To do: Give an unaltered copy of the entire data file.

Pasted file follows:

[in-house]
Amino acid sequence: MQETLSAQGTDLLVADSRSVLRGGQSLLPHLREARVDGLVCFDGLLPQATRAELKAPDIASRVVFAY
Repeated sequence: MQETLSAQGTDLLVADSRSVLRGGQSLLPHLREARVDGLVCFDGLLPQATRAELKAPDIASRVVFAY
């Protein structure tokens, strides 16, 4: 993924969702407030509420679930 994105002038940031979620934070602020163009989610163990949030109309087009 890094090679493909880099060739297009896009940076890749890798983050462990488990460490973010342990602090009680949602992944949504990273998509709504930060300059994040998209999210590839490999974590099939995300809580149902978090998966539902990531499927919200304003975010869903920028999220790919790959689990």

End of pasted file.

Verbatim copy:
[in-house]
Amino acid sequence: MQETLSAQGTDLLVADSRSVLRGGQSLLPHLREARVDGLVCFDGLLPQATRAELKAPDIASRVVFAY
Repeated sequence: MQETLSAQGTDLLVADSRSVLRGGQSLLPHLREARVDGLVCFDGLLPQATRAELKAPDIASRVVFAY
């Protein structure tokens, strides 16, 4: 993924969702407030509420679930 994105002038940031979620934070602020163009989610163990949030109309087009 890094090679493909880099060739297009896009940076890749890798983050462990488990460490973010342990602090009680949602992944949504990273998509709504930060300059994040998209999210590839490999974590099939995300809580149902978090998966539902990531499927919200304003975010869903920028999220790919790959689990």